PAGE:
I - and I write as someone who has been very critical of archives and record offices up and down the country for over 40 years - congratulate Essex Record Office for providing the online access and I would recommend that every Record Office in the country follow suit.
This is not a tax on parish registers your cousins can visit the record office and access the records there. This is an additional service which is and should be paid for by the users of the service.
The Essex Record Office are providing a service and should be remunerated for the service they provide. There is nothing wrong with not having the register indexed in fact in many cases it is better that indexes are not used as family members can be missed when indexes are religiously followed.
I am still convinced that family historians are better served when parish registers are made available through one or other of the major websites, since this ensures that the records are indexed. But I felt it was important that the opposing view should be heard.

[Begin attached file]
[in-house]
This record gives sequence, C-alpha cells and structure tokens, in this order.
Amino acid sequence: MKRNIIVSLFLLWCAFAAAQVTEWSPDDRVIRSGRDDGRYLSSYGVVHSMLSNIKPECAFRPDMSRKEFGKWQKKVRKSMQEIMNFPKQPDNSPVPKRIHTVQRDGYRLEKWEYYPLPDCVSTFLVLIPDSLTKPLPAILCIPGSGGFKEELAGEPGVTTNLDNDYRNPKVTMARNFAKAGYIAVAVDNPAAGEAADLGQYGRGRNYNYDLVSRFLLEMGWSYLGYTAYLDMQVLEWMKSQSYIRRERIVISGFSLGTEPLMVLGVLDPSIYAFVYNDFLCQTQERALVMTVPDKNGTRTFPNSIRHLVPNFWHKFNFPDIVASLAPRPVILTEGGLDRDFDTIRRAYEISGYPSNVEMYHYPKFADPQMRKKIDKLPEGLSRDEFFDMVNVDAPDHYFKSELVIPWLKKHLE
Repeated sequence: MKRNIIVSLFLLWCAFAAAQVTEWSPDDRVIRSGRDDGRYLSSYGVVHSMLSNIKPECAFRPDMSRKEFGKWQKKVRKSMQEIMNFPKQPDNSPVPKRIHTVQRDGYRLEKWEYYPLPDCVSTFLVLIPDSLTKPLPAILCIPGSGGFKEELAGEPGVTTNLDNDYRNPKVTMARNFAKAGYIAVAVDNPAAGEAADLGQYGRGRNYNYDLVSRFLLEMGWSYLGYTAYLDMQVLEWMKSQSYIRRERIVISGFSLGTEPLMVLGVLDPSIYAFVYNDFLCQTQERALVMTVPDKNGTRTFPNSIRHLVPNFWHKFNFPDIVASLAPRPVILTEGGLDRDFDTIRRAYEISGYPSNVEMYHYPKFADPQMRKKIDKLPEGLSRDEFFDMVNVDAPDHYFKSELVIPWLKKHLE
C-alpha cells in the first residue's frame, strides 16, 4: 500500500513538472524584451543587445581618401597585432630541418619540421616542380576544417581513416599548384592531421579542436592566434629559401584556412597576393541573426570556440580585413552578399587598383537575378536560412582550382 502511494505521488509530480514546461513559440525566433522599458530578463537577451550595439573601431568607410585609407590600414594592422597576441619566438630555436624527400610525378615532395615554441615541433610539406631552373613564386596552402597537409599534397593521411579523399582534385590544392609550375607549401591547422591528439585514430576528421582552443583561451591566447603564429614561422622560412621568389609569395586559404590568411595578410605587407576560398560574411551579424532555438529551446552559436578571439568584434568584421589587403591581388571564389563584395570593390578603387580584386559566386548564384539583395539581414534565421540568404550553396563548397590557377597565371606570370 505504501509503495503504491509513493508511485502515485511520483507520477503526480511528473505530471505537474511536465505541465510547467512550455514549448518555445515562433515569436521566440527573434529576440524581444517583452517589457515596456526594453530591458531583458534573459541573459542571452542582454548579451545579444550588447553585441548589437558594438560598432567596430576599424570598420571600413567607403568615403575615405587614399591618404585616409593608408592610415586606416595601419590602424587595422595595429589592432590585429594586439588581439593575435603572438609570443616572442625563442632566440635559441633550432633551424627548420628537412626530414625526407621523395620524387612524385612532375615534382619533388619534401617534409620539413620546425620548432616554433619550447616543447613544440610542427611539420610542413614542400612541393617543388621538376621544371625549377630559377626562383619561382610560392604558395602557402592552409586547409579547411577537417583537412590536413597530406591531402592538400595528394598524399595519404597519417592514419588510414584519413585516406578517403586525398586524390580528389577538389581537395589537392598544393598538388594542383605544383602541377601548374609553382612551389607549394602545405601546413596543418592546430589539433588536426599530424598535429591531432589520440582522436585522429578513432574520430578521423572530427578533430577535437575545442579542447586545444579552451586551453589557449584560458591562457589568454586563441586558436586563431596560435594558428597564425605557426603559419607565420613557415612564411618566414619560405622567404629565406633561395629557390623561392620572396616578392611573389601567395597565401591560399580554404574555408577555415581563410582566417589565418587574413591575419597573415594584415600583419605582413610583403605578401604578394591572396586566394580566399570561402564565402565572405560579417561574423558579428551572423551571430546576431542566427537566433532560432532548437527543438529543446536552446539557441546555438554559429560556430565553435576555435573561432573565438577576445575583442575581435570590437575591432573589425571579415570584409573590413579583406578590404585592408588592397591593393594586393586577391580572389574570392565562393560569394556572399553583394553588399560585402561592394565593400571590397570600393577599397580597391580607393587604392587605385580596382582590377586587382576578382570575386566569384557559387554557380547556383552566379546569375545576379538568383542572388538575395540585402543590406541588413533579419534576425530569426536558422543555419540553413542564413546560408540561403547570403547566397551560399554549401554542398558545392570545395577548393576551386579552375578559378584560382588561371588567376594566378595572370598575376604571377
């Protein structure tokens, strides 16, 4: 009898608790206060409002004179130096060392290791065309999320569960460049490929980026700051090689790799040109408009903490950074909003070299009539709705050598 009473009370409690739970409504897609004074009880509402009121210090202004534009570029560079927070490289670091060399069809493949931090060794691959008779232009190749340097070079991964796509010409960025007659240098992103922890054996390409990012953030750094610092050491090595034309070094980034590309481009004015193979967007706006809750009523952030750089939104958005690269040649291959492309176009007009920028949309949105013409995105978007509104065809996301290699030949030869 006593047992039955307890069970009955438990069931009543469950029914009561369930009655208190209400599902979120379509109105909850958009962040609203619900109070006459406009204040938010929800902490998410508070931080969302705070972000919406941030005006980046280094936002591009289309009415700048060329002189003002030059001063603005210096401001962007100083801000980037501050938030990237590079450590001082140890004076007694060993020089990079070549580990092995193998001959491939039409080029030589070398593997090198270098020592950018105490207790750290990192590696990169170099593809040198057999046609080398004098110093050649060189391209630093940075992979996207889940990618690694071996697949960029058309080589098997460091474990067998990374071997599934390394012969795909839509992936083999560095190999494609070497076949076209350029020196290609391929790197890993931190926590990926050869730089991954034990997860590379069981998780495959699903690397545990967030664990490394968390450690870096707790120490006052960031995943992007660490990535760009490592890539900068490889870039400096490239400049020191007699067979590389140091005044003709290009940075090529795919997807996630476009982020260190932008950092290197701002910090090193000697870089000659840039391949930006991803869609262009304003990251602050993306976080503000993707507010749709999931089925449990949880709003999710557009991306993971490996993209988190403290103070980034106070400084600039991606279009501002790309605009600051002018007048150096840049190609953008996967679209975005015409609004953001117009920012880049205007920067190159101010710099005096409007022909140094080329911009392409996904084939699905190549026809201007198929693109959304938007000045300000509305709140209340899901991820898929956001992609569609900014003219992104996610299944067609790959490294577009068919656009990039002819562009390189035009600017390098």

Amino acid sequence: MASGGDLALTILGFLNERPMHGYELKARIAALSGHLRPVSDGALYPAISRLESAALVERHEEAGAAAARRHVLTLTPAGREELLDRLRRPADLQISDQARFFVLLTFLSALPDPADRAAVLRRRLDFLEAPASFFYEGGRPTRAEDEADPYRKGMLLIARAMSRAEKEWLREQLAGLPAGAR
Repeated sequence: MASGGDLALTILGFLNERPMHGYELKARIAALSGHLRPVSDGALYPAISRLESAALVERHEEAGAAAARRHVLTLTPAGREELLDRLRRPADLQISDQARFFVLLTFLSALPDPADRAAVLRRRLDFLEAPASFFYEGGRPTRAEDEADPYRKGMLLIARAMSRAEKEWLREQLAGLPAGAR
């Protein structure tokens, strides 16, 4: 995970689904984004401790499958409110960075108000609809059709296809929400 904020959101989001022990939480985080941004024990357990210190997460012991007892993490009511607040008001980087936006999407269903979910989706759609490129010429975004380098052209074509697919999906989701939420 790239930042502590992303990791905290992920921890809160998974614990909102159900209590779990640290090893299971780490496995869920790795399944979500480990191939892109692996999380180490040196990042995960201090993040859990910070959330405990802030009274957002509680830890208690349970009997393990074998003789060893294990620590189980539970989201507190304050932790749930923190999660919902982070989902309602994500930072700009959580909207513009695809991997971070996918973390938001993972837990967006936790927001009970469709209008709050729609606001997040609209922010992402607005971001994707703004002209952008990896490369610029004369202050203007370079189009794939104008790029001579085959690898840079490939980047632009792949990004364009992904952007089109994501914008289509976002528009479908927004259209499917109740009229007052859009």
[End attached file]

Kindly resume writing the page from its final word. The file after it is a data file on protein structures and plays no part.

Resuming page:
As it happens, I did congratulate Essex Record Office through this newsletter when their registers began to appear online - you can see what I wrote in June 2009 if you follow this link. But itís important to put my comments then into context - access to the Essex registers was completely free in 2009, and it was by no means clear that they would remain unindexed for ever.
Furthermore, at that time there was no expectation that Ancestry and Findmypast would digitise and index the parish registers of so many counties. Indeed there were no parish registers at all at Findmypast, and the only registers at Ancestry were in the London Metropolitan Archives collection - which had been launched just a few months previously (see my article from March 2009 anticipating their release).
Almost a decade later, family historians have come to expect more - indeed, I sometimes feel that many don't appreciate just how much easier it is to research these nowadays.